It's Not D&D - My Experiences

Retreater

Legend
In response to Matt Colville's "reimagining" of RPGs to scrub the D&D from it, I wanted to reflect on some of the games I've played/ran/read that aren't D&D.


Here's a list of some of my experiences with systems unlike “traditional” D&D (e.g.: OD&D, BECMI, AD&D 1 & 2, D&D 3.x/PF, D&D 5e, and PF2). Feel free to ask questions, comment, or add your own takes.

Palladium (TMNT)
Extent of Experience: My first TTRPG. Ran a few one-shots in middle school, played a short campaign in high school, revisited a one-shot in college.
Status: Occasionally flip through the books for nostalgia. The system is very dated and confusing.
Verdict: Would not run again.

GURPS
Extent of Experience: Ran a couple short adventures 20 years ago when I was falling off 3.x/PF.
Status: Very complex character creation and difficult to balance. A nightmare to GM because of all the options.
Verdict: Would not run again.

The Fantasy Trip
Extent of Experience: Got the big legacy box based on good reviews online. Was overwhelmed. Followed the guidance to start with Melee mini-game. Ran several battles and found that it was terribly imbalanced and completely possible to “win” almost every battle with a specific build. Verdict: Would not bring it to a table to try with a group.

D&D 4e
Extent of Experience: Bought into it pretty deep. Ran loads of OP at the local comic shop with 1-2 hour D&D Encounters. Home campaigns got very tiring.
Status: Fun for quick sessions, tactical fights. Overstays its welcome in lengthy campaigns. Verdict: Would play games at a convention.

Gamma World (D&D 4e era)
Extent of Experience: Bought all supplements and card packs. Ran a short campaign. Fun and quick compared to D&D 4e.
Verdict: Would run a short campaign again.

WFRP 3e (Fantasy Flight)
Extent of Experience: Bought the boxed set. Made sample characters and tried out the combat system. When a beginning slayer character could solo defeat a dragon, I boxed it up and returned it to the store.
Verdict: Would not try again.

WFRP 4e (Cubicle 7)
Extent of Experience: Bought the core books, complete Enemy Within set and expanded books, a few other supplements. Played an enjoyable Con game. Ran a few sessions of Enemy Within in person before the group fell apart. Ran on Foundry later and got through the first book of Enemy Within.
Status: Rules are needlessly complex. Gritty power level is a hard sell. Would love to adapt the campaign to another system.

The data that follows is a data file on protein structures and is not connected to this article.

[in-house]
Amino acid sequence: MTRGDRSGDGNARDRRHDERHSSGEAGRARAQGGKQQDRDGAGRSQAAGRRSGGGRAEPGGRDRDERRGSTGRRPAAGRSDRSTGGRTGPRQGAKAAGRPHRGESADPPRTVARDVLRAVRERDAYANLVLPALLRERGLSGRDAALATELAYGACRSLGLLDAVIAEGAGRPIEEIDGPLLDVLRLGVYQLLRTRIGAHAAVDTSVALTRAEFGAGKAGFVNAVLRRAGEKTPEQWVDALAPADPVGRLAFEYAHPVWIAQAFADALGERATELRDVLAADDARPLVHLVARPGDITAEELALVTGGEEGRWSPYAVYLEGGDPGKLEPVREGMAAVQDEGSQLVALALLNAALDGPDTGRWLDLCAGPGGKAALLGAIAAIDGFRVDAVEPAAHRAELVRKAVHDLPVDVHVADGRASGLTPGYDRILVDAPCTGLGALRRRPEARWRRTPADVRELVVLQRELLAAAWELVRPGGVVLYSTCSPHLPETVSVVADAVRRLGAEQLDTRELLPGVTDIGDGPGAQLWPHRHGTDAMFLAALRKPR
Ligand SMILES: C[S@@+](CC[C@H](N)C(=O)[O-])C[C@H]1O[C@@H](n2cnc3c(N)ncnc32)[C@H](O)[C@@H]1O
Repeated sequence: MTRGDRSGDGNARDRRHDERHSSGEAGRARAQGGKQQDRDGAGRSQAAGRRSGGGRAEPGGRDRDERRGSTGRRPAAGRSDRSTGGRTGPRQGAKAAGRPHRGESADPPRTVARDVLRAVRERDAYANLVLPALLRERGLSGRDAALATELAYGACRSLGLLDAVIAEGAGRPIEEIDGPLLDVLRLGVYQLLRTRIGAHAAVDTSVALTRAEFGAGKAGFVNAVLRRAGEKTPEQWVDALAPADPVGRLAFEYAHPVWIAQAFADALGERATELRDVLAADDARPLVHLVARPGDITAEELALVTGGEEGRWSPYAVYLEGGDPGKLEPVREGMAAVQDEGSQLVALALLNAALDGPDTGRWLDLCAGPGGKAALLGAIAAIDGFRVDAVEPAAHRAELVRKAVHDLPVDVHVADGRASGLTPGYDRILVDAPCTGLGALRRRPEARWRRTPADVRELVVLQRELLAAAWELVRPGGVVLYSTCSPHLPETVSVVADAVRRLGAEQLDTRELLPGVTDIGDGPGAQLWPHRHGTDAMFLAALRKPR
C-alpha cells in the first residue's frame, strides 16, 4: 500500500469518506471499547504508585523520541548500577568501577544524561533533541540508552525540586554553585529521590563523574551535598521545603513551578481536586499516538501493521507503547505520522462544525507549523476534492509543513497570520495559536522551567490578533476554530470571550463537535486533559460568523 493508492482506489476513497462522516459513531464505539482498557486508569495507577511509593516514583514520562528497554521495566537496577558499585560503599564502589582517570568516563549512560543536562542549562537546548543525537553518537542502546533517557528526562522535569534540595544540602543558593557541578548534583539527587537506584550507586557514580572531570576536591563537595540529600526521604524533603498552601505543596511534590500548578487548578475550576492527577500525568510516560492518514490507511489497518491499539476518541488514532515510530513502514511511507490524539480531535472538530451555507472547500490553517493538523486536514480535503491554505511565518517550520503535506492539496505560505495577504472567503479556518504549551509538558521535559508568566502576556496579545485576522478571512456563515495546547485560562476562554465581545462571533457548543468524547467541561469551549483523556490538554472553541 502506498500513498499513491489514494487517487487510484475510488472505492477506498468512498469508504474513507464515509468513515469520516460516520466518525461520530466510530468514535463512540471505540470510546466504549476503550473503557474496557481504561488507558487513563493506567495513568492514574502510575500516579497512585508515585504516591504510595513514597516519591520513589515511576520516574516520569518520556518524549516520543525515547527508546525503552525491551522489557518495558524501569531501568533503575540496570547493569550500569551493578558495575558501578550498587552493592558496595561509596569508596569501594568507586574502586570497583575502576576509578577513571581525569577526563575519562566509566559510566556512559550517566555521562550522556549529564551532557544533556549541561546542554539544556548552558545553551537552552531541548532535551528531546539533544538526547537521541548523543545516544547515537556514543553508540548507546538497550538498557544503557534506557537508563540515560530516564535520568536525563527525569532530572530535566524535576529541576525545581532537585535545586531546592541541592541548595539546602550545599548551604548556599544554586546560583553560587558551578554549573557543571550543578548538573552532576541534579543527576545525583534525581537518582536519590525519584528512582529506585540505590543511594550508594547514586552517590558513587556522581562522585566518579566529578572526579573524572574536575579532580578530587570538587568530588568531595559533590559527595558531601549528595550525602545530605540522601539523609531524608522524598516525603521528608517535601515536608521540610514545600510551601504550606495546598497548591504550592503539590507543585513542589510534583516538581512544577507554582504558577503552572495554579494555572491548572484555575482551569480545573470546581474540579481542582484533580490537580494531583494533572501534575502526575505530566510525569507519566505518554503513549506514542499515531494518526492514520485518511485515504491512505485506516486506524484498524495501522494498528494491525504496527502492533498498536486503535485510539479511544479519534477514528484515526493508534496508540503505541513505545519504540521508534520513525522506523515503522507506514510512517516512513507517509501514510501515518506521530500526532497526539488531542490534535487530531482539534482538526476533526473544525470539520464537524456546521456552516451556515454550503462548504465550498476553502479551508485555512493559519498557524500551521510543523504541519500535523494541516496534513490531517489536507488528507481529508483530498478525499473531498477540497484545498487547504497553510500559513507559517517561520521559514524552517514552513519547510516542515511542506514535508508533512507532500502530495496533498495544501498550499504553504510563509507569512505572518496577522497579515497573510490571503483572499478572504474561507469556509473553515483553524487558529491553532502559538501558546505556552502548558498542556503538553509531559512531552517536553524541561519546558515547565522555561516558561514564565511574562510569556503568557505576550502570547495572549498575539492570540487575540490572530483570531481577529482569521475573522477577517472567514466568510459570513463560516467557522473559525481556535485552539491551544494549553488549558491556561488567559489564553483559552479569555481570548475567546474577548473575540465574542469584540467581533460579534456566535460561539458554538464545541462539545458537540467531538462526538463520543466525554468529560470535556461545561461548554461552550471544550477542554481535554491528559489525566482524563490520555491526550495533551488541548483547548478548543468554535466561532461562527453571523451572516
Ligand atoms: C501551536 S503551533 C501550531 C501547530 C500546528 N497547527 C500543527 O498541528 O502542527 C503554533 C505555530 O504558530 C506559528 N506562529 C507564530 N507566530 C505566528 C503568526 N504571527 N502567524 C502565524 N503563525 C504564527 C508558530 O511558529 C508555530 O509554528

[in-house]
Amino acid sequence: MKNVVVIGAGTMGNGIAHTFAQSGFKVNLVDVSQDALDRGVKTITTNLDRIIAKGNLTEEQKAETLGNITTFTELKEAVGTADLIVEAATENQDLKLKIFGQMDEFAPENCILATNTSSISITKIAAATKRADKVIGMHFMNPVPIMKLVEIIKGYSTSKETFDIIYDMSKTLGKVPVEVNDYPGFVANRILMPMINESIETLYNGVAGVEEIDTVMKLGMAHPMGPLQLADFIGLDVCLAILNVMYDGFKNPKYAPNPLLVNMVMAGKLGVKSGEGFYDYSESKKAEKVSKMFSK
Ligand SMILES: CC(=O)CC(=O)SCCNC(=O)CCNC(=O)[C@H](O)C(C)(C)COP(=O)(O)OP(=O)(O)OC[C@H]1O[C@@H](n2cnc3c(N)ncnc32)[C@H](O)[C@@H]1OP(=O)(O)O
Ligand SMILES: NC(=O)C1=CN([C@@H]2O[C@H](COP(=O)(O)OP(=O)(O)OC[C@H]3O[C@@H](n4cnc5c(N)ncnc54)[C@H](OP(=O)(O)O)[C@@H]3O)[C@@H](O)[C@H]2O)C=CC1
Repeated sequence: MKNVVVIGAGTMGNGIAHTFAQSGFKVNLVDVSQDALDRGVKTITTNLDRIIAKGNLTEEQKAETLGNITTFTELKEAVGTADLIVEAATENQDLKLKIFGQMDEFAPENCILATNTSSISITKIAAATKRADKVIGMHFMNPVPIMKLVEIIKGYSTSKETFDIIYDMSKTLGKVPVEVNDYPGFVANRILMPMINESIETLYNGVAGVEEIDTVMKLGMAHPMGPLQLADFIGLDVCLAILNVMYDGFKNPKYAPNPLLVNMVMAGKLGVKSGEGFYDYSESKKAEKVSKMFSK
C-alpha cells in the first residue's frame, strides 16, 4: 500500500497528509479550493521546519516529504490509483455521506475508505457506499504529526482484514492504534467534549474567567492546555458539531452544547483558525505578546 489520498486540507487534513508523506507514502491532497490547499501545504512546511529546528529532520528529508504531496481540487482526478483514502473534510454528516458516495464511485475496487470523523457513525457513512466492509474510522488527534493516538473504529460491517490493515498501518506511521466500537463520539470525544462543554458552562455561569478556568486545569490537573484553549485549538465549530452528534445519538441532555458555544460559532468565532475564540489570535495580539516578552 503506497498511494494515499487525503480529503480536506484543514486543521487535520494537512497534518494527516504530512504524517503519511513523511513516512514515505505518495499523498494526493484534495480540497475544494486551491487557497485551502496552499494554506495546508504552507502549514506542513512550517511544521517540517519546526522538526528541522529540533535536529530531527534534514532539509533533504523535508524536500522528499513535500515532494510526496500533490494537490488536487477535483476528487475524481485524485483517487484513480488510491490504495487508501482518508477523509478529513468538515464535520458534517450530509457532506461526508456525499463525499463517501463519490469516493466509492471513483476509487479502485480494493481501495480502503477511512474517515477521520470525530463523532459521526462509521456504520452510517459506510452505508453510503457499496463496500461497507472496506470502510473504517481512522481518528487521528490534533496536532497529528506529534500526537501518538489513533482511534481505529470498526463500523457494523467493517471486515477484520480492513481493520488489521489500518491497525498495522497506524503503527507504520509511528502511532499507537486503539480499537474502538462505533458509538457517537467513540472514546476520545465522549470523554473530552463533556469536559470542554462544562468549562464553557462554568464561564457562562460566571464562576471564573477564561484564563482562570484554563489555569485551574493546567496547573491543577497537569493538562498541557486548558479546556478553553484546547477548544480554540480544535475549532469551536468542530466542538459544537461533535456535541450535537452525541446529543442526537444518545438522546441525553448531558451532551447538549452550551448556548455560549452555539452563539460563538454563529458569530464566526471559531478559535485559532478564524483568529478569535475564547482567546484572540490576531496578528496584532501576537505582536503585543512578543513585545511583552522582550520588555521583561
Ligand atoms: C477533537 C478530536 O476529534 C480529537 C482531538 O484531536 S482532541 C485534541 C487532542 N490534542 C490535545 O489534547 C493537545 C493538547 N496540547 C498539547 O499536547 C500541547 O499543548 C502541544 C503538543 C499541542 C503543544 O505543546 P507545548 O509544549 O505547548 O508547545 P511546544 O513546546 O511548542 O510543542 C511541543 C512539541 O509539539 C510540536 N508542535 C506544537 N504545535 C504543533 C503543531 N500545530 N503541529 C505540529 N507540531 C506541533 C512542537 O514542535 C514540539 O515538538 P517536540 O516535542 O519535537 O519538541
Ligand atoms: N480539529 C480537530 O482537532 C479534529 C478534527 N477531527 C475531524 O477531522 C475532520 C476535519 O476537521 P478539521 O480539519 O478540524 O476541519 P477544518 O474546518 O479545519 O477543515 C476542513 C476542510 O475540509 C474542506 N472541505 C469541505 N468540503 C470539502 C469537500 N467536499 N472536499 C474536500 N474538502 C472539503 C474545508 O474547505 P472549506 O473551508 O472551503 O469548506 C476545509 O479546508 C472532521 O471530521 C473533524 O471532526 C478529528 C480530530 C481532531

Verdict: It would take the right group to try this system again.

Zweihander
Extent of Experience: Played an enjoyable con game, backed the new starter set. Read through new starter set. Got discouraged about the system because of similarities to WFRP and industry stuff (publisher canceling the line, etc.)
Verdict: Like WFRP, would take the right group. Unlike WFRP, I don’t have the extent of the library for Zweihander, and don’t see a compelling reason to switch over.

40K: Rogue Trader
Extent of Experience: Played a short campaign about 6 years ago. Very tongue-in-cheek.
Status: Had a good time, but I can’t imagine it going long term. Don’t own the books anyway. Verdict: Would not try to run a game.

Traveller
Extent of Experience: Played a short adventure and a short campaign recently.
Status: Was too cerebral to hold my interest. Characters had to be highly specialized to have a chance to succeed. High specialization requirements made certain builds completely inadequate in many scenarios.
Verdict: Wouldn’t try to run a game.

Savage Worlds (Pathfinder, Rifts, Generic Fantasy)
Extent of Experience: GMed short adventures in several different Savage Settings, but nothing long term.
Status: It’s “okay.” The hyper-inflated numbers in Rifts confuse me. The swingy nature of combat makes it seem inappropriate for more than short adventures or one-shots.
Verdict: Would run again with the expectations of “beer and pretzels” gaming - not epic storytelling.

Numenera
Extent of Experience: Played in a home game, several convention games run by Monte Cook Games
Status: Didn’t like it. No matter the game, my character had one or two abilities that had to be spammed. The enemy DR was frequently too high to surmount. I’ve rarely felt as utterly powerless in a game - not like in Cthulhu - but in a game where the intent is to feel epic and awesome but the mechanics don’t support it.
Verdict: Won’t play again.

Star Wars (FFG)
Extent of Experience: Ran a short campaign
Status: I never really understood the rules and how to translate the dice pool results. I had to have a co-GM basically handle the rules issues for me. Easy for characters to get so powerful that they were unstoppable except to be challenged by “story moments” (“this whole Star Destroyer is going to blow up in two rounds and there’s nothing you can do about it.”)
Verdict: Won’t run again

Star Wars (WEG)
Extent of Experience: One of my first “not D&D” games. Ran some short adventures in high school and then played at a Con recently.
Status: Honestly, not that bad.
Verdict: Would give it a try, but a little burned out on Star Wars.

PBtA (Dungeon World, Monster of the Week)
Extent of Experience: Ran two short campaigns in Dungeon World and one of Monster of the Week
Status: Fun for a side trek or diversion, but the mechanics don’t support a lengthy campaign.
Verdict: Would happily run a one-shot.

City of Mists
Extent of Experience: Played an adventure
Status: Like Monster of the Week, good for a diversion for a few weeks.
Verdict: Would play again

Shadowrun
Extent of Experience: Played a short campaign
Status: More complicated than most of my college classes
Verdict: Would rather clean my bathrooms

Call of Cthulhu
Extent of Experience: Have run several short adventures over the year as well as completing the legendary Masks of Nyarlahotep, played numerous Con games
Status: Loved the newest edition of the system, but the challenge level is still too high to be able to use most of the material. Longterm campaigns require the right group and the alignment of the stars.
Verdict: Honestly, it’s a tired trope anymore for me. Cthulhu is not scary and everything feels fake. Also, well, I’ve distanced myself from the inspiration of Lovecraft because of … issues. I just don’t feel compelled to play or run it anymore.

Runequest